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1 Section for Plant and Soil Sciences, Department of Plant and Environmental Sciences, Faculty of Science, Københavns Universitet 2 The Danish AgriFish Agency 3 Swedish University of Agricultural Sciences 4 Department of Agriculture & Ecology, Plant and Soil Science, Department of Agriculture & Ecology, Faculty of Life Sciences, Københavns Universitet 5 Department of Agriculture & Ecology, Plant and Soil Science, Department of Agriculture & Ecology, Faculty of Life Sciences, Københavns Universitet
Duplicate accessions in gene banks may be increasing while funding resources to maintain them are not always available. This research investigated the ability of agronomic and morphological descriptors for detecting duplicates among 138 repatriated putative Nordic barley germplasm and compared their use with results from previous research with microsatellite markers. These accessions were initially grouped into 36 potential duplicates according to passport data but further analysis with microsatellites reduce them to 22 genetically homogeneous groups. The analysis with 26 agronomic and morphological descriptors of putative Nordic spring barley accessions from nine gene banks was compared with a previous study with microsatellites. Each agronomic and morphological descriptor was weighed relative to its genetic determination with the aim of reducing the effect of environmental errors on genetic distances. Nonetheless, weighted and non-weighted genetic distances were significantly correlated (r = 0.956) but their respective correlations with genetic distances based on microsatellites were smaller (r = 0.526 and r = 0.498, respectively). Genetic distances based on agronomic and morphological descriptors were smaller than those based on microsatellites. The genetic distances based on agronomic and morphological descriptors showed a bimodal distribution, which was apparently due to the number of rows per spike. Our research demonstrated, nonetheless, the ability of genetic distances based on agronomic and morphological discriminators to detect genetic heterogeneity, although with reduced sensitivity compared with microsatellite markers. These results also suggest that grouping ensuing from either approach could reflect distinct patterns of diversity (due to different mutation rates and selection intensity) and are therefore complementary. © 2012 Springer Science+Business Media B.V.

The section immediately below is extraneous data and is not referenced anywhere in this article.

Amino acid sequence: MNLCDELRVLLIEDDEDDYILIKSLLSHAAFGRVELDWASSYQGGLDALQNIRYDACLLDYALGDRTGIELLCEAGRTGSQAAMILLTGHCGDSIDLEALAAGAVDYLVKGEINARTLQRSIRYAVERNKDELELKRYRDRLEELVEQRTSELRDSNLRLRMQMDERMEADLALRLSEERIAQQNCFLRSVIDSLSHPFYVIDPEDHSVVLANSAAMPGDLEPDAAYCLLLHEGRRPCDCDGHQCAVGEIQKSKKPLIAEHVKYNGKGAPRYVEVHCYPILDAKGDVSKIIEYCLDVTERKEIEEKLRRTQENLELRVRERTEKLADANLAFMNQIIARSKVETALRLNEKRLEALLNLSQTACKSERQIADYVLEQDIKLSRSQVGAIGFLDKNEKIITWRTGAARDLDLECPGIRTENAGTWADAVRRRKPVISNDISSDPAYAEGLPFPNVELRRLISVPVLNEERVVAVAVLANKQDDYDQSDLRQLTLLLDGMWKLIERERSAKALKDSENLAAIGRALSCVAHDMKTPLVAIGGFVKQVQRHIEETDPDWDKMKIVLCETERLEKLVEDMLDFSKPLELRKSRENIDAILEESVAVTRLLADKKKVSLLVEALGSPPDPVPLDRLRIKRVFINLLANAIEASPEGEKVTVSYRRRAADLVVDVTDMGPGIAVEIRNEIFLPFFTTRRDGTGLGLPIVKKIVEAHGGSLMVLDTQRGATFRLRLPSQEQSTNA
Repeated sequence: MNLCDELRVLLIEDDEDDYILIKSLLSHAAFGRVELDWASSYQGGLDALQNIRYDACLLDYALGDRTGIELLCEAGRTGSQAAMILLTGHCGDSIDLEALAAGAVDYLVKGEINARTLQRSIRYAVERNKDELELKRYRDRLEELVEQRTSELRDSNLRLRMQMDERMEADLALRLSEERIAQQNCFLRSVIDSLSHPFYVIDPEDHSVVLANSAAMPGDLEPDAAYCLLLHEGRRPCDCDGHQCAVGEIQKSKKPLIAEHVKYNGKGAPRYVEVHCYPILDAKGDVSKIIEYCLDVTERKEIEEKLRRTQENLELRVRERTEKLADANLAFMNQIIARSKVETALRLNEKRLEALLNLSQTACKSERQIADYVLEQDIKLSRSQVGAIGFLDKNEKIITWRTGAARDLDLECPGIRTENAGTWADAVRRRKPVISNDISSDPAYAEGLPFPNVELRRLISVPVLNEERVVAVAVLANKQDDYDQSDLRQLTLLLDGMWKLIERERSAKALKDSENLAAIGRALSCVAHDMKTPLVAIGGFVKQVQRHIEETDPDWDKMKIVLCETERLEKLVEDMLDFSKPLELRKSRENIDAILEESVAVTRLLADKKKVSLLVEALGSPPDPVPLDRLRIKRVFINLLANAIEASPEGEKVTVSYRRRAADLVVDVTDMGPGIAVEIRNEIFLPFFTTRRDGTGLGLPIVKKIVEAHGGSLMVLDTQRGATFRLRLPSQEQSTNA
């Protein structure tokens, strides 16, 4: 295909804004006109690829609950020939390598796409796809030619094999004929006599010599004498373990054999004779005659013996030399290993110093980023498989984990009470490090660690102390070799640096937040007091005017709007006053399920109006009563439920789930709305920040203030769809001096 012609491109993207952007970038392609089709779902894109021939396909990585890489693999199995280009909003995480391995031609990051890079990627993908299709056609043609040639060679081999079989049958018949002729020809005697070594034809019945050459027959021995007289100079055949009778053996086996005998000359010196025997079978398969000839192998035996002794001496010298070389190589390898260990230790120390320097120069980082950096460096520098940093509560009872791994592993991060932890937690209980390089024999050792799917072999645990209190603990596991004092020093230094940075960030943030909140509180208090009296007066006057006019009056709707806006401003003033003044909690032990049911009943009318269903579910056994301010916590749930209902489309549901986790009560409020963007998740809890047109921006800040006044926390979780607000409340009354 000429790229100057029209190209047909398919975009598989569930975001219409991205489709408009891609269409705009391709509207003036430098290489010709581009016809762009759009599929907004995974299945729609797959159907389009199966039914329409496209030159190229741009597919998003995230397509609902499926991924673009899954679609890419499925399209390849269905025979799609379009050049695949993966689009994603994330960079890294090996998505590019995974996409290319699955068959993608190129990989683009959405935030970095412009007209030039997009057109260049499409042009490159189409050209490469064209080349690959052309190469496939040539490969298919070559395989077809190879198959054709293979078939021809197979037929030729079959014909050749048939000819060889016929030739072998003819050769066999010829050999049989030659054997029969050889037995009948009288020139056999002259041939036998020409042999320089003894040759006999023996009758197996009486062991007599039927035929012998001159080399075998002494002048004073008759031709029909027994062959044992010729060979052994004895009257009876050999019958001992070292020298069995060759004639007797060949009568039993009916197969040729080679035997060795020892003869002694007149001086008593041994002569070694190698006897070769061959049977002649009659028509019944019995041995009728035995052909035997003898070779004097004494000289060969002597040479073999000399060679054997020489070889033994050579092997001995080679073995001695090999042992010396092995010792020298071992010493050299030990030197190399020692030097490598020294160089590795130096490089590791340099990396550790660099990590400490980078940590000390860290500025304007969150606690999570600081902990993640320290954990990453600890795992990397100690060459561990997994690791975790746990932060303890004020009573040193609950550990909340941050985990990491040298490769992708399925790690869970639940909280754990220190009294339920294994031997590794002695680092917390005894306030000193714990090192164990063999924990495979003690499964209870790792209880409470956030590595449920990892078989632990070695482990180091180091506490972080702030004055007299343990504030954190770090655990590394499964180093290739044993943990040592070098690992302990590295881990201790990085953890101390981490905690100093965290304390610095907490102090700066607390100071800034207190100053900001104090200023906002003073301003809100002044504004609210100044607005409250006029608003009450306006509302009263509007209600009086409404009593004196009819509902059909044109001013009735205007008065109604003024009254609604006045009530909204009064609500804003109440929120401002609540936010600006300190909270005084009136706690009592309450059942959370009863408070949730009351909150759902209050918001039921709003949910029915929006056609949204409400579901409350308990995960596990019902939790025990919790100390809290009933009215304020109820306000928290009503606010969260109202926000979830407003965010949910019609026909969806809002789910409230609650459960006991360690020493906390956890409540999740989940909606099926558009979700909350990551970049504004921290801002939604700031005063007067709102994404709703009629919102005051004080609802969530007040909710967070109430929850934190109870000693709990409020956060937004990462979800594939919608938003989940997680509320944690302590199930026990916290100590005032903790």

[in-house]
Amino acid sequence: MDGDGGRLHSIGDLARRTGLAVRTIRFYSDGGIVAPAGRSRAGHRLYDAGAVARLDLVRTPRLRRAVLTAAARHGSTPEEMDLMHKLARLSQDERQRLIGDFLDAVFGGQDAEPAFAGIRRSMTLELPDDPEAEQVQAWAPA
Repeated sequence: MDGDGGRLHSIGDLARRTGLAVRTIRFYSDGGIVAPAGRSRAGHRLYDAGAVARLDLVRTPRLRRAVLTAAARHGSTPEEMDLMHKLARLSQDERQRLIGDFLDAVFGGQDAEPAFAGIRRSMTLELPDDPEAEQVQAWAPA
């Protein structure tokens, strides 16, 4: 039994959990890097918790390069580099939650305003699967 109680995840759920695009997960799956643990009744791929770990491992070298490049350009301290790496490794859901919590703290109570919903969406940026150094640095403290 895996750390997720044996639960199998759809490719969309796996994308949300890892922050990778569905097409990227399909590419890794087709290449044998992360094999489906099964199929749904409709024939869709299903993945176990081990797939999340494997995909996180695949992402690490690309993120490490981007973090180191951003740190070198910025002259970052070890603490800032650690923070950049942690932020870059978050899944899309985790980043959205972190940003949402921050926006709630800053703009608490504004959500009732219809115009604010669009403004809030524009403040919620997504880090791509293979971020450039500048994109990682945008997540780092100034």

Genetic Resources and Crop Evolution, 2013, Vol 60, Issue 1, p. 1-11
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